Loving In Black and Blue

“Domestic violence is the wilful intimidation, physical assault, battery, sexual assault, and/or other abusive behaviour as part of a systematic pattern of power and control perpetrated by one intimate partner against another. It includes physical violence, sexual violence, psychological violence, and emotional abuse. The frequency and severity of domestic violence can vary dramatically; however, the one constant component of domestic violence is one partner’s consistent efforts to maintain power and control over the other.” (National Coalition against Domestic Violence, at www.ncadv.org)


 

SpeakingInColorThis year will mark three decades since my last high school class reunion, and I recently ran into an old friend that I hadn’t seen since graduation. Having attended an all-girls catholic high school that transformed girls into women of faith and vision, we scattered into the world seeking to secure our own foundations.

The old friend and I took a brief nostalgic moment of remembering our high school days and then we spoke about life since graduation, then we made time to meet within the upcoming week to further chat at a curbside café.

The day arrived and her story both warmed and haunted me. She explained that her life purpose was not to meet a man right out of college and have him become her abuser. With college degree in hand, goals, and lots of potential, she was on her way until love happened.

Never aspiring to become a victim of domestic violence, she soon learned how to survive by living within herself. With a poker face to the world, she learned how to keep her cards to her chest and her true feelings concealed. While praying and cradling the pillow that held her tears each night, she found herself in a weakened state, and at one point she experienced the fear of being alone with her thoughts.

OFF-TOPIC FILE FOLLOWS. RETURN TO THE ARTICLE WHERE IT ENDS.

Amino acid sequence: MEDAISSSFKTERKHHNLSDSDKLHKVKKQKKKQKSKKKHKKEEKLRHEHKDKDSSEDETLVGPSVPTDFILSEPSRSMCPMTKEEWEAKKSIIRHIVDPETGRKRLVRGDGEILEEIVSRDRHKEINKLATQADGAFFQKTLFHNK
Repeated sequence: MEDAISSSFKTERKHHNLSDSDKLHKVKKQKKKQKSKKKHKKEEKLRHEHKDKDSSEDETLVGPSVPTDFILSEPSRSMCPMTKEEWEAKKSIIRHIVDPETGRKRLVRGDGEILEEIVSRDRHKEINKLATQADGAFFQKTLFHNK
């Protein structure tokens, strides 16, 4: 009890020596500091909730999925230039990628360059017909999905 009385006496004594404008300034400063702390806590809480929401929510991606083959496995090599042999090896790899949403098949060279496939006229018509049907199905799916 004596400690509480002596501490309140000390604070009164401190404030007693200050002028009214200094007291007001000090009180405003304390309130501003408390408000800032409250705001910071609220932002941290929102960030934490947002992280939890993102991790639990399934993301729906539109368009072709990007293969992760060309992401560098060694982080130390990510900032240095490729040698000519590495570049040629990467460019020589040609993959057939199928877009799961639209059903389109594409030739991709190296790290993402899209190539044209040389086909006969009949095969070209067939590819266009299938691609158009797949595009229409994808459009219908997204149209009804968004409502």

Her abuser came home to find her emerged in water with an empty pill bottle on the floor. He got enraged over her thoughtless act and soon after she was disciplined by him. The beating put her into a slight coma. No longer trapped within the silent coffin of her mind, she awoke to having already endured the aftermath of his yelling, his fists, broken items in the room, and her screams before she had blacked out.

Yes, another domestic incident at his hands had brought her closer to knowing why a caged bird sings in sorrow. No longer did she want to look into the mirror and see blood streaming from any part of her body, this image only devalued her self-esteem. No longer was the make-up going to hide her darkened marks that were left over from the usual beatings. And no longer were her fabricated lies to others going to hold her fragile secrets.

Every woman has a breaking point. She knew it was time to wipe away the tears and reclaim her strength. She had become a woman who had seen some things, been through some things, and didn’t want to go back. To break his chains of mental, emotional, and physical bondage she knew it was time to light her way through the darkness of his tunnel and reach the end by reclaiming herself. Her story gave me a moment to tap into her pain and struggle.

Once her story had ended, I noticed her body and face change position, as though to say, “That was then, and this is my now.” For years she had been missing pieces of herself from an abusive relationship, but now in front of me she sat “whole,” because she relearned how to write herself back into existence.

 

Ellis is a freelance writer that lives in Minneapolis.